Jon Bartel's "Love Her Lonesome" is off his Hell EP, which came in second in this year's Best Album category, and it's a truly depressing collection of country and American songs. If you're feeling suicidal, don't listen. Bartel was in a dark place when he recorded the album entirely on his own, every single instrument, in his North Wall Studio in A-Town.

"I'm not being tongue-in-cheek. The day after I finished and mixed it, I decided to go to therapy. I realized I needed to talk to somebody about my personal demons," he said.

"Love Her Lonesome" is one of Bartel's "most country" songs he's recorded, the tale of a man who didn't know how to love. It's got a lot of classic country tropes like driving off in Cadillacs and wearing all black, the sort of clichés that represent the shallowness of the song's relationship.

"I'm a classically trained pianist," Bartel noted, "but I was playing plastic guitars and broken keyboards hooked up through old tube amps. I love working with a band, but for what I was doing on Hell, it's hard to say, 'Hey, I want you to play this broken thing.' I did it all in my studio, which by the way is open for recording projects."

As for Bartel's depression, this win hasn't hurt: "Yeehaw! I feel pretty good about it."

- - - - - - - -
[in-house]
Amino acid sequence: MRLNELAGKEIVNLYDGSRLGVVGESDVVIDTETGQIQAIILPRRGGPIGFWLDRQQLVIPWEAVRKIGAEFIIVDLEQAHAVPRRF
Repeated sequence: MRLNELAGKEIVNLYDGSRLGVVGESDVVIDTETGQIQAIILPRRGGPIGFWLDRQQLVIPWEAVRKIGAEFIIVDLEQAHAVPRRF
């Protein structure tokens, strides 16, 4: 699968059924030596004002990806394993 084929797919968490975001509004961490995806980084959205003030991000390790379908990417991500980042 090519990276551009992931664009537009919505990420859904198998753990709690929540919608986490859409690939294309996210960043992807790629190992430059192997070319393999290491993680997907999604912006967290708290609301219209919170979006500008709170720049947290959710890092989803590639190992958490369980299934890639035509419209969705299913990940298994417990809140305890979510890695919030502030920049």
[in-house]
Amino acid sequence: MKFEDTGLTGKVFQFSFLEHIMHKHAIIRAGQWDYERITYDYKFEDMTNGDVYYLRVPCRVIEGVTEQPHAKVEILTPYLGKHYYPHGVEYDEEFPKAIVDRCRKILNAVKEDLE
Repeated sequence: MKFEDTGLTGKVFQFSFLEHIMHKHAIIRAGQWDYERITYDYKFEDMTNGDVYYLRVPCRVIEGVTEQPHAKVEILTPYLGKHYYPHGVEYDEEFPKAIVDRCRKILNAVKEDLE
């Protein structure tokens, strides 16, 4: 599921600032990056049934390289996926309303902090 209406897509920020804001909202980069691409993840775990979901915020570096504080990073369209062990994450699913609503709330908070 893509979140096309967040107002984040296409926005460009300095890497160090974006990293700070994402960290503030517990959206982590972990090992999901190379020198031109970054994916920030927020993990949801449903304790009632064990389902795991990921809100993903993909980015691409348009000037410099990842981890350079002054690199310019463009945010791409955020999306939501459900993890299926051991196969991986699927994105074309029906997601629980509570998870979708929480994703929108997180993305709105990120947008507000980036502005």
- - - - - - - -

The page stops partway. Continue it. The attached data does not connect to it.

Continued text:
He still wouldn't smile for the camera.

click to enlarge BEST SONGWRITER Irascible Don Lampson (second from left)—with band members (left to right) BanjerDan Mazer, Eric Brittain, and Charlie Kleeman—won Best Songwriter for the narrative insta-classic "Bakersfield Girl." - PHOTO BY JAYSON MELLOM
  • Photo By Jayson Mellom
  • BEST SONGWRITER Irascible Don Lampson (second from left)—with band members (left to right) BanjerDan Mazer, Eric Brittain, and Charlie Kleeman—won Best Songwriter for the narrative insta-classic "Bakersfield Girl."

Best Songwriter

Don Lampson has entered the NTMA songwriter competition quite a few times.

"I've frequently been the bridesmaid but never the bride," he rumbled in that rusty voice of his. "I've come in third three different times. I certainly feel honored to get this close to a Grammy."